Fi'zi:k uses what it calls the 3 Spine Concept to categorize this saddle as a Bull saddle - a waved saddle with a central indentation meant for riders with less flexibility and a bit more pelvic rotation while riding. They also use Snake (high flexibility, low pelvic rotation, flat saddle) and Chameleon (in between the other two) categories. It's a cool concept, but the framework is guidance, not law. It can be useful to help push you in a general direction, but it's your tail that needs to fit, not the chart's, so get a good return policy, try out a few styles, and if you don't like them don't keep them.

It's pretty close to the top of the list on this one. Certainly, it's the most comfortable among the traditional designs, scoring alongside the previous Editors' Choice Specialized Phenom Expert, which includes a cut-out, a bit more cushion, and a little more racing specialization, if you pardon the aberrant phrasing. If you want something for longer rides, stick with the Gamma K:IUM. If you want to go to the top, take a look at this year's Editors' Choice winner, the Selle SMP Pro, which includes a substantial cut-out and a good deal of padding.


The first thing you notice is that despite the flexible central sweet spot, there's excellent power transfer, owing to the carbon reinforced shell and titanium alloy rails that provide just enough flex to give you comfortable, responsive control in the saddle. It uses a smooth microtex cover with designated glide pads along the nose to limit chafe and friction, something we really appreciated in the rain and on hot, sweaty rides.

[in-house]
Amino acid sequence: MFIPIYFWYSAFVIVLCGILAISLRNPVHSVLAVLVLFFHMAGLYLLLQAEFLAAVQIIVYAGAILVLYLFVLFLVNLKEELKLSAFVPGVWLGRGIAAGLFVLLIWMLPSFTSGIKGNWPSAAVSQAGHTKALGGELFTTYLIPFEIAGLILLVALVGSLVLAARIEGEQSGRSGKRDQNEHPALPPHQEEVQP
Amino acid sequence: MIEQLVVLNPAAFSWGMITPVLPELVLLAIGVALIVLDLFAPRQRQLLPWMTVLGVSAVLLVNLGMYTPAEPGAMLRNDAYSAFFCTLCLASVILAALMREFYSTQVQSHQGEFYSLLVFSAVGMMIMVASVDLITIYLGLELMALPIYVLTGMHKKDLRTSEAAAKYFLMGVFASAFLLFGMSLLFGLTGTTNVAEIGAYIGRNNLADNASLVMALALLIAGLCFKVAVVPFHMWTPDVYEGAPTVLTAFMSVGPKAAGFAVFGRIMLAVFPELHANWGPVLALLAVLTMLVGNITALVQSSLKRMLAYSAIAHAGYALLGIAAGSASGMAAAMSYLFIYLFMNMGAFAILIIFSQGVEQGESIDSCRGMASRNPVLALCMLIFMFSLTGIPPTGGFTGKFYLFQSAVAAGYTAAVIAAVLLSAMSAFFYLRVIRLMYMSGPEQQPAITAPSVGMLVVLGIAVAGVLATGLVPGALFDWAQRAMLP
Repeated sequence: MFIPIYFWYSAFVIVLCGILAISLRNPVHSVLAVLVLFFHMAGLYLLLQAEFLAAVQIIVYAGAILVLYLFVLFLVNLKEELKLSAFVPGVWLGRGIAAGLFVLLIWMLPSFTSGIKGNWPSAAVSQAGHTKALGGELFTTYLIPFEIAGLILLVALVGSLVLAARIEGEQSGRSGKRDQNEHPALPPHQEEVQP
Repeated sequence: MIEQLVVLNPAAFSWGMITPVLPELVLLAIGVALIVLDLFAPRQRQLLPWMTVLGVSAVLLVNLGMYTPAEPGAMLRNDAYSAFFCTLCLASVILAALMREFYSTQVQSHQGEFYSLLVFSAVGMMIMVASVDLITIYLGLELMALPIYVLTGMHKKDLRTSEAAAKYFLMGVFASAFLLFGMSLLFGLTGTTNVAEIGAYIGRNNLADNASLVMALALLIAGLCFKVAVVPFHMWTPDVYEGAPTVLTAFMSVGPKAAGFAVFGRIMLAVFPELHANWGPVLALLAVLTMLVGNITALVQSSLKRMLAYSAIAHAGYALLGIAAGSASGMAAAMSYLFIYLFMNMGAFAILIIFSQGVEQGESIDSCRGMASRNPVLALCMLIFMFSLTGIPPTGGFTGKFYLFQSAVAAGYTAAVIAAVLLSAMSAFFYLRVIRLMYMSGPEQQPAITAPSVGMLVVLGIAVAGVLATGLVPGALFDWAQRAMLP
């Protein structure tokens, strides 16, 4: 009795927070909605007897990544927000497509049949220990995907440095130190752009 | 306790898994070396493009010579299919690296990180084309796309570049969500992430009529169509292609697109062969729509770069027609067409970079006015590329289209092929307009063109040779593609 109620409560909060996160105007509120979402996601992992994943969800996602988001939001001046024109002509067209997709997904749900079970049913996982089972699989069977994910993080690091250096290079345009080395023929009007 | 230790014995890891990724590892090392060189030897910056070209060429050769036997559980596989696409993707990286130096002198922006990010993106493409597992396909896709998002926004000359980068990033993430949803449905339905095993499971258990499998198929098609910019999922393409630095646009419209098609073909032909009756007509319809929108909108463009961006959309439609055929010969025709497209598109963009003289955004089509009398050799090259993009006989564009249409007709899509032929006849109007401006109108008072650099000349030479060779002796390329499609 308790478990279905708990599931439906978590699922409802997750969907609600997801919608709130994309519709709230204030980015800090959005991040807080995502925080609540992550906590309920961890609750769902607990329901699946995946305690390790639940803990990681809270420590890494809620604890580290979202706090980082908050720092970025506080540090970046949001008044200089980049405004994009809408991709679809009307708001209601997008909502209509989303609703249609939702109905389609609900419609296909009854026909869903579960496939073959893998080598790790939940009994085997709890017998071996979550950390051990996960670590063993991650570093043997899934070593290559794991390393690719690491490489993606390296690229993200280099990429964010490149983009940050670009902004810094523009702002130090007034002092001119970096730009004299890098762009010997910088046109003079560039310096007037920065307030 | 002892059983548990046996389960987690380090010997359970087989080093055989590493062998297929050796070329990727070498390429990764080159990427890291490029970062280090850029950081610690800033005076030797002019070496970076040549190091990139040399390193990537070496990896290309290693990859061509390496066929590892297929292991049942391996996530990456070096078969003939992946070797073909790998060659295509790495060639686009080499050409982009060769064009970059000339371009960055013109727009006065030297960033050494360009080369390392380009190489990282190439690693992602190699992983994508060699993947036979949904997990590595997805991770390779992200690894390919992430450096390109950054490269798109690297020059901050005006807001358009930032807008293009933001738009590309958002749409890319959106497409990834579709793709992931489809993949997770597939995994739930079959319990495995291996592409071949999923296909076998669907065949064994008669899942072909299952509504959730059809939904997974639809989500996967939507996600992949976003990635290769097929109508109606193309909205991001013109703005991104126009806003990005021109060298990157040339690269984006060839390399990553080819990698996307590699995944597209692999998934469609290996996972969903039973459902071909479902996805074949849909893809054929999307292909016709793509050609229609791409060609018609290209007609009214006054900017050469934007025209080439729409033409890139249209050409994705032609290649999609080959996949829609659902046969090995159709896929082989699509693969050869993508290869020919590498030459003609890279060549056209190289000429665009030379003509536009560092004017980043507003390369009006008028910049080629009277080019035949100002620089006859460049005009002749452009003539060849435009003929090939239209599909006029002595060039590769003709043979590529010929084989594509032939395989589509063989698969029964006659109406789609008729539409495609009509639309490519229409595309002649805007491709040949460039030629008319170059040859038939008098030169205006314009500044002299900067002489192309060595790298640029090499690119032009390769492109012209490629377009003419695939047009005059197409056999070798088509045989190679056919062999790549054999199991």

The one note here is that sometimes on longer rides it feels good to scoot way back onto the wider rear and spin for a bit, but because there's a gradual tapering off from the rear to the nose, your thighs tend to rub more. This year's Editors' Choice, the Selle SMP Pro and last year's winner, the Specialized Phenom Expert are two top saddles that both do a great job of keeping a fairly narrow nose and midsection with a flared rear platform for relief. If you're looking for a traditional cruiser, stick with the Aliante Gamma. If you want a pure racing saddle, take a closer look at the Specialized. If you're interested in a bit of anatomical relief and want something that has broader application across the road disciplines, go with the Selle SMP Pro.

Our tester here managed to make it up the mountains and back down  reporting great comfort on the grind  excellent control on the descent  and good transfer on the front-forward efforts.